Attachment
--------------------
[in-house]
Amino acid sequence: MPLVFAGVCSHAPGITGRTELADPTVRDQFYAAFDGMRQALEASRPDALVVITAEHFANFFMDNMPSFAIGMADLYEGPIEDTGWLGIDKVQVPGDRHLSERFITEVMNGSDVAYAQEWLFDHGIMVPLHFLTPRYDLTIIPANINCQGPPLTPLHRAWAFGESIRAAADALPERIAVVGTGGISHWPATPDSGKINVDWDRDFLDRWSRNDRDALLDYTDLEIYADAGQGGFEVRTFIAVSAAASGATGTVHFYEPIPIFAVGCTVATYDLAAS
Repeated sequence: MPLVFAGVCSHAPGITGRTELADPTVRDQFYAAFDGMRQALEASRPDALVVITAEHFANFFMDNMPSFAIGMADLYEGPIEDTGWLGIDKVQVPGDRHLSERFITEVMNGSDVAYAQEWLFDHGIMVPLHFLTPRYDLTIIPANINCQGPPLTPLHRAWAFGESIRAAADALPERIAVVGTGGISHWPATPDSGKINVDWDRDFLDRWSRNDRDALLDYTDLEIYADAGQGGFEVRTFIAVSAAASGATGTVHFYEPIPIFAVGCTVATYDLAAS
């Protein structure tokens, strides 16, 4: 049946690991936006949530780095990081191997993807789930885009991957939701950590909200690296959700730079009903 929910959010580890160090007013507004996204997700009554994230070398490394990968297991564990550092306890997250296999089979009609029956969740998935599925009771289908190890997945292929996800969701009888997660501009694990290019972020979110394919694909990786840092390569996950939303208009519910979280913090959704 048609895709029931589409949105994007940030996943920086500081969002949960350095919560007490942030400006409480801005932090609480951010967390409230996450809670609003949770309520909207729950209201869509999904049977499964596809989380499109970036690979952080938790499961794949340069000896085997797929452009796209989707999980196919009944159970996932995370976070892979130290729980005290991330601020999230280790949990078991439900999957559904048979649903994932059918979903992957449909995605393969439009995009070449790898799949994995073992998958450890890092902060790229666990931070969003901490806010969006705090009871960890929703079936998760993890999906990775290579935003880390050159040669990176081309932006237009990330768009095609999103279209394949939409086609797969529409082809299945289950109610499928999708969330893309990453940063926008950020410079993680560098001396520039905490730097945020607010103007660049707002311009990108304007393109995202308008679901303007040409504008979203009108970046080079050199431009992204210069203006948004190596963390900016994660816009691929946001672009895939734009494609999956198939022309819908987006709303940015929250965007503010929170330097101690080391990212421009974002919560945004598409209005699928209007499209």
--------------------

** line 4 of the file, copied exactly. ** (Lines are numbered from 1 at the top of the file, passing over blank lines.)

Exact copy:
């Protein structure tokens, strides 16, 4: 049946690991936006949530780095990081191997993807789930885009991957939701950590909200690296959700730079009903 929910959010580890160090007013507004996204997700009554994230070398490394990968297991564990550092306890997250296999089979009609029956969740998935599925009771289908190890997945292929996800969701009888997660501009694990290019972020979110394919694909990786840092390569996950939303208009519910979280913090959704 048609895709029931589409949105994007940030996943920086500081969002949960350095919560007490942030400006409480801005932090609480951010967390409230996450809670609003949770309520909207729950209201869509999904049977499964596809989380499109970036690979952080938790499961794949340069000896085997797929452009796209989707999980196919009944159970996932995370976070892979130290729980005290991330601020999230280790949990078991439900999957559904048979649903994932059918979903992957449909995605393969439009995009070449790898799949994995073992998958450890890092902060790229666990931070969003901490806010969006705090009871960890929703079936998760993890999906990775290579935003880390050159040669990176081309932006237009990330768009095609999103279209394949939409086609797969529409082809299945289950109610499928999708969330893309990453940063926008950020410079993680560098001396520039905490730097945020607010103007660049707002311009990108304007393109995202308008679901303007040409504008979203009108970046080079050199431009992204210069203006948004190596963390900016994660816009691929946001672009895939734009494609999956198939022309819908987006709303940015929250965007503010929170330097101690080391990212421009974002919560945004598409209005699928209007499209």